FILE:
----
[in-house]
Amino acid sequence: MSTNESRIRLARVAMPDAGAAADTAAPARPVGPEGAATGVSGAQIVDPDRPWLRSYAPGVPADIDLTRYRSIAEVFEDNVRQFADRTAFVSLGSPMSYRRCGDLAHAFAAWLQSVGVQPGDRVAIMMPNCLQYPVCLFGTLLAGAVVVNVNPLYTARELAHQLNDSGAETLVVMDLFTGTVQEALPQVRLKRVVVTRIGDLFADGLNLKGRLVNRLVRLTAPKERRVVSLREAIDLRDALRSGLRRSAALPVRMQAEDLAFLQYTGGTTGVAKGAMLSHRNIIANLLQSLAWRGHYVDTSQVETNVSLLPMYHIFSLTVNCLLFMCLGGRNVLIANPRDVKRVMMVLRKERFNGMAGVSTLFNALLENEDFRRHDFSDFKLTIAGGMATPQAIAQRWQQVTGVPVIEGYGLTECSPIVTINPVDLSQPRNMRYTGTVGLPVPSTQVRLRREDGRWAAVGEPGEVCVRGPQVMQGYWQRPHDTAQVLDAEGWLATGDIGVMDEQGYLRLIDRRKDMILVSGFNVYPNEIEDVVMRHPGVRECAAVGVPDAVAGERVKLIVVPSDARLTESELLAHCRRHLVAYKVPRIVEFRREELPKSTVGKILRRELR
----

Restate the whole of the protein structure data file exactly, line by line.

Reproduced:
[in-house]
Amino acid sequence: MSTNESRIRLARVAMPDAGAAADTAAPARPVGPEGAATGVSGAQIVDPDRPWLRSYAPGVPADIDLTRYRSIAEVFEDNVRQFADRTAFVSLGSPMSYRRCGDLAHAFAAWLQSVGVQPGDRVAIMMPNCLQYPVCLFGTLLAGAVVVNVNPLYTARELAHQLNDSGAETLVVMDLFTGTVQEALPQVRLKRVVVTRIGDLFADGLNLKGRLVNRLVRLTAPKERRVVSLREAIDLRDALRSGLRRSAALPVRMQAEDLAFLQYTGGTTGVAKGAMLSHRNIIANLLQSLAWRGHYVDTSQVETNVSLLPMYHIFSLTVNCLLFMCLGGRNVLIANPRDVKRVMMVLRKERFNGMAGVSTLFNALLENEDFRRHDFSDFKLTIAGGMATPQAIAQRWQQVTGVPVIEGYGLTECSPIVTINPVDLSQPRNMRYTGTVGLPVPSTQVRLRREDGRWAAVGEPGEVCVRGPQVMQGYWQRPHDTAQVLDAEGWLATGDIGVMDEQGYLRLIDRRKDMILVSGFNVYPNEIEDVVMRHPGVRECAAVGVPDAVAGERVKLIVVPSDARLTESELLAHCRRHLVAYKVPRIVEFRREELPKSTVGKILRRELR